D.C. mayoral campaign's nasty tone won't help the city or the voters

Friday, August 6, 2010

D.C. COUNCIL Chairman Vincent C. Gray's campaign for mayor is steeped in his promise to bring the city together. Mayor Adrian M. Fenty's appeal to voters is his clear record of accomplishments. Neither message, though, is being communicated in a race that is fast devolving into a nasty slugfest that dishonors both candidates and hurts the city.

In recent weeks, there has been ugly behavior at a variety of candidates' forums throughout the city. The events are more rallies than real debates; those who show up have made up their minds and both campaigns try to pack the halls with supporters. The result is a spectacle. The Post's Nikita Stewart described the audience at Wednesday's Ward 4 straw poll, like that in Ward 7 two weeks ago, as "raucous"; frightful also applies. There were boos, heckles and obscene gestures. Repeated appeals by the event's organizer for civility were ignored. Outside the hall, sharp words were exchanged with pushing and shoving; we witnessed two arguments that almost came to blows.

Candidates are not responsible for all the actions of their supporters -- but they help set the tone. So it was disappointing that neither Mr. Gray nor Mr. Fenty admonished their supporters to stop interrupting, booing and engaging in other verbal strong-arming.

Most of the invective has been directed at Mr. Fenty, and while his campaign surely has had its excesses, the truly disturbing behavior comes from Mr. Gray's supporters. Witness D.C. Council member Marion Barry (D-Ward 8) interrupting Mr. Fenty on Wednesday with calls for the schools chancellor's ouster. Perhaps most appalling was the booing of the mayor at a funeral. There's no question that many of those who oppose Mr. Fenty are driven by anger, which never brings out the best in people. Still, it's hard to reconcile such uncivil behavior with Mr. Gray's promise of "one city" where everyone gets along. That the divide is increasingly breaking along racial lines is all the more troubling.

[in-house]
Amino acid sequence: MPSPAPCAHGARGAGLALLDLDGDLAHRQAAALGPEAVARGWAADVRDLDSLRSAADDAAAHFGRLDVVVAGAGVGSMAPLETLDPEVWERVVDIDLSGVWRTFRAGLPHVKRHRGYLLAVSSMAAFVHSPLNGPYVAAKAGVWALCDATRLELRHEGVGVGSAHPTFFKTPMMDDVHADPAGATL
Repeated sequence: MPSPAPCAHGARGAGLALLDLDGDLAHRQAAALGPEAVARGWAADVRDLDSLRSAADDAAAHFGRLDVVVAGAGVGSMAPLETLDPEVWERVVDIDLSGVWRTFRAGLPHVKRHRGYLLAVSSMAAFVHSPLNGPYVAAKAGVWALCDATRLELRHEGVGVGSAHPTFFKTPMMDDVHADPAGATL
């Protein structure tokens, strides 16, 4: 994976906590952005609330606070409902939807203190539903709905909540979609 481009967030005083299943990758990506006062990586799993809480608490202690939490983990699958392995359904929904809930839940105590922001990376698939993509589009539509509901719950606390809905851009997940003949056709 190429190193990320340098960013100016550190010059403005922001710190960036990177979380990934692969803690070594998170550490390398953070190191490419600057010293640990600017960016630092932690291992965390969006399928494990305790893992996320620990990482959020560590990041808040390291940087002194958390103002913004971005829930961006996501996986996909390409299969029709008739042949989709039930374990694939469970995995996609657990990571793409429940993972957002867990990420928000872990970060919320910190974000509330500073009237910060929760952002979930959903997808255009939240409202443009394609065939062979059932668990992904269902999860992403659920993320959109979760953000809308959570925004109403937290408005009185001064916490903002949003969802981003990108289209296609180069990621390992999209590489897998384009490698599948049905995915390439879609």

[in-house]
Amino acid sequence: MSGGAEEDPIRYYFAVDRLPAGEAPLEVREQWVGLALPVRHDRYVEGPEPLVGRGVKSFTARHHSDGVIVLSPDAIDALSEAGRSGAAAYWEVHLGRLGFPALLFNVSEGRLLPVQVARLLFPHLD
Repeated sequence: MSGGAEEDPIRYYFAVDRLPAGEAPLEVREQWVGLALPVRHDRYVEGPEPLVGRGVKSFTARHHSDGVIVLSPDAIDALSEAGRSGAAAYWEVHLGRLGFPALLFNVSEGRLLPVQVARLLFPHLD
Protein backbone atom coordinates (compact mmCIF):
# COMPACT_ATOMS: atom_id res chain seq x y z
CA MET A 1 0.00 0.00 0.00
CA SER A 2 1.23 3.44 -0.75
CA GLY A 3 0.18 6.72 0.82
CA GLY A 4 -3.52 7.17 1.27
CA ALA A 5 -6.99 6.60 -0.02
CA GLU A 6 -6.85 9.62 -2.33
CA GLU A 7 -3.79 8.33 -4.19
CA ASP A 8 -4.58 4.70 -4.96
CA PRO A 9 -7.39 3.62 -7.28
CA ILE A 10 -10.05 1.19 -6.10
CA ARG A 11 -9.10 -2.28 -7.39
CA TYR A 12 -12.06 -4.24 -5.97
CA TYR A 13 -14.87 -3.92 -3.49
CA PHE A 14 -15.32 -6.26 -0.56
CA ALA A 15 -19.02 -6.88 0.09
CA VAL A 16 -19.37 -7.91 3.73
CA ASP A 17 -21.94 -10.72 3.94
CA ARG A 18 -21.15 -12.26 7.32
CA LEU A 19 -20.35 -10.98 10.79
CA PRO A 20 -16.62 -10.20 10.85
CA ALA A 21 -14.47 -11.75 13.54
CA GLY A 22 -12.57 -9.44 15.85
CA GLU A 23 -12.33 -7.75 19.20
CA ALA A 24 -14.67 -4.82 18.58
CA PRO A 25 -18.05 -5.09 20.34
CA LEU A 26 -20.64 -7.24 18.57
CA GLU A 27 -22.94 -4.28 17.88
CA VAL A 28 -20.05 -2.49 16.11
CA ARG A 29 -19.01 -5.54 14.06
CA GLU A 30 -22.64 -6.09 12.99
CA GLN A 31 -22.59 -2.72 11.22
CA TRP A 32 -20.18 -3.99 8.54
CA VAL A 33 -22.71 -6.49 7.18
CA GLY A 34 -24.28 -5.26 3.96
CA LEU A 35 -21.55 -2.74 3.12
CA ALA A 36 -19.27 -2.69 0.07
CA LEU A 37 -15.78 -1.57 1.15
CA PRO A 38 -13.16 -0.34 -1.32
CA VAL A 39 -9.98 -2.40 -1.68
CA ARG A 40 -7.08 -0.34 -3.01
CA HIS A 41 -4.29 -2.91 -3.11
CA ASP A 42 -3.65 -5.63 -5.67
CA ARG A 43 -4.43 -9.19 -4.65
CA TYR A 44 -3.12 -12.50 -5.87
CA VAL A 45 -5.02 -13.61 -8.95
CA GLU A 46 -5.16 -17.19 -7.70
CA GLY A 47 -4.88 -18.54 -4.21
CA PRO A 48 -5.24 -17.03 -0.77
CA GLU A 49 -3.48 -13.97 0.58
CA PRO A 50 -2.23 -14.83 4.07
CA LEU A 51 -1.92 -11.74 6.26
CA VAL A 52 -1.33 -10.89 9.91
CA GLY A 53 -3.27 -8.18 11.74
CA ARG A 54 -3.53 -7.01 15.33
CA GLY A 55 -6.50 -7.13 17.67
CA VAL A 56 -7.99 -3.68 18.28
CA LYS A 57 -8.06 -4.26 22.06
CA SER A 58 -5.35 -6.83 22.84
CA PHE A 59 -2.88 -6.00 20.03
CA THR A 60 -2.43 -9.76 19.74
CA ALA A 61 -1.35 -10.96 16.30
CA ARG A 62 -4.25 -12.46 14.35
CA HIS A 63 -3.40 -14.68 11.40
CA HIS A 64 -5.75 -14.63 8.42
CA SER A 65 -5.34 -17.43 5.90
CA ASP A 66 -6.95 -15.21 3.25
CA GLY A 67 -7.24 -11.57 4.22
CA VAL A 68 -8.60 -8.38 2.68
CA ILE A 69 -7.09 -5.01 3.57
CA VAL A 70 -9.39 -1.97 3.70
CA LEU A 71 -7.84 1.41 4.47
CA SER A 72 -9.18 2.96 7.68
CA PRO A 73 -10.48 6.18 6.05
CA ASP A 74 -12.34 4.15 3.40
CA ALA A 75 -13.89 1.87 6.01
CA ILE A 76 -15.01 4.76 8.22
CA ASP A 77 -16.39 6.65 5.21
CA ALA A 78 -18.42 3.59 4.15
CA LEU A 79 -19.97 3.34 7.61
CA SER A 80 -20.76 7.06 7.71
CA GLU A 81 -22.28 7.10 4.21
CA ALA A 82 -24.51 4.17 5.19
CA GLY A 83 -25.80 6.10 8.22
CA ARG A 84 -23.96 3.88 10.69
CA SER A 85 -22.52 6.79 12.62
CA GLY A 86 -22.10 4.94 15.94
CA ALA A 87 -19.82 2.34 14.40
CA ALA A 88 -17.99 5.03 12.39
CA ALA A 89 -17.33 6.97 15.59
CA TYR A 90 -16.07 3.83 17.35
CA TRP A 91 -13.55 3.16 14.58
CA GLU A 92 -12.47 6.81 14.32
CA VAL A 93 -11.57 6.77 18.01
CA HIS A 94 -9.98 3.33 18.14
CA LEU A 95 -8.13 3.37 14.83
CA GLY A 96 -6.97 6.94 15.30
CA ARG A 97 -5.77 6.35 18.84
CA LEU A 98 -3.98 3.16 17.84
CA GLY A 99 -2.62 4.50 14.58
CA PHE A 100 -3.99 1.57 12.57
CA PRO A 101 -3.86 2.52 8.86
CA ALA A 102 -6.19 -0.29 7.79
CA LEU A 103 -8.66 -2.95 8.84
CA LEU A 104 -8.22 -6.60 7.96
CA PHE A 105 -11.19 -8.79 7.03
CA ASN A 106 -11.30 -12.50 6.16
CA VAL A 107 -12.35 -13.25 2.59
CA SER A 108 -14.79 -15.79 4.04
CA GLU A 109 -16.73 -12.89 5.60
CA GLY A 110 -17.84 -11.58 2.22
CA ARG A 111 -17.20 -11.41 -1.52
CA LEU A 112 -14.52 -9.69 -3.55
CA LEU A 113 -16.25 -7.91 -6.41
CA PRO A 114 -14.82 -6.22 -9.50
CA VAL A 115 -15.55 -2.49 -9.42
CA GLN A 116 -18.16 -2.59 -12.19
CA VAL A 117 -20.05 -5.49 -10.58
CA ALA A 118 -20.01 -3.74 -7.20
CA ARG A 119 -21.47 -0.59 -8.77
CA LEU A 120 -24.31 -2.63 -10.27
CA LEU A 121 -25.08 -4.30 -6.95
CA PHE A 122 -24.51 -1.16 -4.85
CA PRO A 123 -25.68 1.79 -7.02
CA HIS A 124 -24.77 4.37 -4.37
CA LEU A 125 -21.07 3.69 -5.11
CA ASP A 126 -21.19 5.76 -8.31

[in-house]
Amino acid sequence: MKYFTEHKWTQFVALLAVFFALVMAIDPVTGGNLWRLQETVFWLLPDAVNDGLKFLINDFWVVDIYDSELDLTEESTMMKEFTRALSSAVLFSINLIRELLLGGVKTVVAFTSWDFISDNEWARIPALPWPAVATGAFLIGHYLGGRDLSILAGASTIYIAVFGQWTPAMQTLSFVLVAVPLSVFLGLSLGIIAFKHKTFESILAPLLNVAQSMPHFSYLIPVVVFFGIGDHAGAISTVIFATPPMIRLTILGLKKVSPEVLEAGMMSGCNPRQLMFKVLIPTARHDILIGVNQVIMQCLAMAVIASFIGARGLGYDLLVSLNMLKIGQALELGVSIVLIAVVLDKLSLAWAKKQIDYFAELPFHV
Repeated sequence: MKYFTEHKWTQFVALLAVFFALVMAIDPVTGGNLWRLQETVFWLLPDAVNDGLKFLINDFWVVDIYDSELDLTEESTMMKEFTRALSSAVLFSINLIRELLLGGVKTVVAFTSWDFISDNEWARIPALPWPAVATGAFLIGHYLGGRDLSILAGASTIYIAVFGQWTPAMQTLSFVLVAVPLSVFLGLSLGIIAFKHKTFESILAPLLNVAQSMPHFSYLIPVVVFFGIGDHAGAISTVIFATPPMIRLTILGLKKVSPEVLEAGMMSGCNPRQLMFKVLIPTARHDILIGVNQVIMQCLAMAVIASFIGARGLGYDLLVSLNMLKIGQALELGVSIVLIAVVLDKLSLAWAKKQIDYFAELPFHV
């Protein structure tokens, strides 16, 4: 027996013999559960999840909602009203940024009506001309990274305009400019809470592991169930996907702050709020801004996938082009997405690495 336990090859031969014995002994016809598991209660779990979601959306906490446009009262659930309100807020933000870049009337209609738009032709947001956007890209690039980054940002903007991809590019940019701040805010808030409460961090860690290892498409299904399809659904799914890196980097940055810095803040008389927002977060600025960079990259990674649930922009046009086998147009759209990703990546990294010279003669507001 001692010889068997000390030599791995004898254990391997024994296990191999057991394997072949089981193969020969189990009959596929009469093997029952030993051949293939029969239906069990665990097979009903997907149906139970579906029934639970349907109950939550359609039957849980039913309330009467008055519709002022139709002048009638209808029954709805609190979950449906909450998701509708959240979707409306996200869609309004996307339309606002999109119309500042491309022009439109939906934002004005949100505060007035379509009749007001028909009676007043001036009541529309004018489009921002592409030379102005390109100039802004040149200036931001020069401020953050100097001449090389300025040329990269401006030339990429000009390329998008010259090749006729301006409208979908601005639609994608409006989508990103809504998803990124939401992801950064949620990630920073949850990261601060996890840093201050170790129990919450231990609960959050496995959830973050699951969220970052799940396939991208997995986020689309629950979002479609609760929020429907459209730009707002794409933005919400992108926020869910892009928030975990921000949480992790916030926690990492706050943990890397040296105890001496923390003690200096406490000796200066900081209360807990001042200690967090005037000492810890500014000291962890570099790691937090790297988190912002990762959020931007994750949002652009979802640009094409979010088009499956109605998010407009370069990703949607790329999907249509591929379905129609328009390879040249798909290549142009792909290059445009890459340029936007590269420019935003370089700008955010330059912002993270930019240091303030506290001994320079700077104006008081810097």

No one expects this campaign to be fought with kid gloves. It's perfectly legitimate for Mr. Fenty to question Mr. Gray's tenure managing the city's troubled human services agency. Mr. Gray is right to press Mr. Fenty about how the council was circumvented on some controversial parks contracts. They should each be able to raise these issues without resorting to personal attacks. And, in the remaining weeks before the Sept. 14 primary, it would be nice to hear what each has to say about the important issues facing the city.

© 2010 The Washington Post Company